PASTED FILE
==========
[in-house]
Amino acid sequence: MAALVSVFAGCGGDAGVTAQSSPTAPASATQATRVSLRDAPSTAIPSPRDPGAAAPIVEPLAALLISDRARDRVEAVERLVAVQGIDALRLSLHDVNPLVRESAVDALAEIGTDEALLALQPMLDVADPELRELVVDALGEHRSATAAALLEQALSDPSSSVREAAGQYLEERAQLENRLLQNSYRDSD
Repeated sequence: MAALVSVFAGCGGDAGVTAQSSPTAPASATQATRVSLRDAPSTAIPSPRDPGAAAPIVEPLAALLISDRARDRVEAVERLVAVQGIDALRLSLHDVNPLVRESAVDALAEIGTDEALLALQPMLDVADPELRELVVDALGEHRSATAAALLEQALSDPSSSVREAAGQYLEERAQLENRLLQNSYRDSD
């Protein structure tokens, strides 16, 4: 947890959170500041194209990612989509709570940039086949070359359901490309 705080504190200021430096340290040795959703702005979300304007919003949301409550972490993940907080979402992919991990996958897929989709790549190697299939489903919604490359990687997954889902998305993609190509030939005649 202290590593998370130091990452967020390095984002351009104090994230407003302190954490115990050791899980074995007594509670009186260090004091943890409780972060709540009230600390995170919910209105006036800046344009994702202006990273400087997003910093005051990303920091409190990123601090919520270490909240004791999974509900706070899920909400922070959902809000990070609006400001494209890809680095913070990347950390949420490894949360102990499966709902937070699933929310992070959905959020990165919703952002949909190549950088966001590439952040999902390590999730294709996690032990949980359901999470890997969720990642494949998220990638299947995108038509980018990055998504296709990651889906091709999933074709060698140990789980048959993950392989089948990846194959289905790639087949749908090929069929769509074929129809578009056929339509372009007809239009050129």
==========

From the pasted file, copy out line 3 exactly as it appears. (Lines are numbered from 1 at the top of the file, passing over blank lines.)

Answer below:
Repeated sequence: MAALVSVFAGCGGDAGVTAQSSPTAPASATQATRVSLRDAPSTAIPSPRDPGAAAPIVEPLAALLISDRARDRVEAVERLVAVQGIDALRLSLHDVNPLVRESAVDALAEIGTDEALLALQPMLDVADPELRELVVDALGEHRSATAAALLEQALSDPSSSVREAAGQYLEERAQLENRLLQNSYRDSD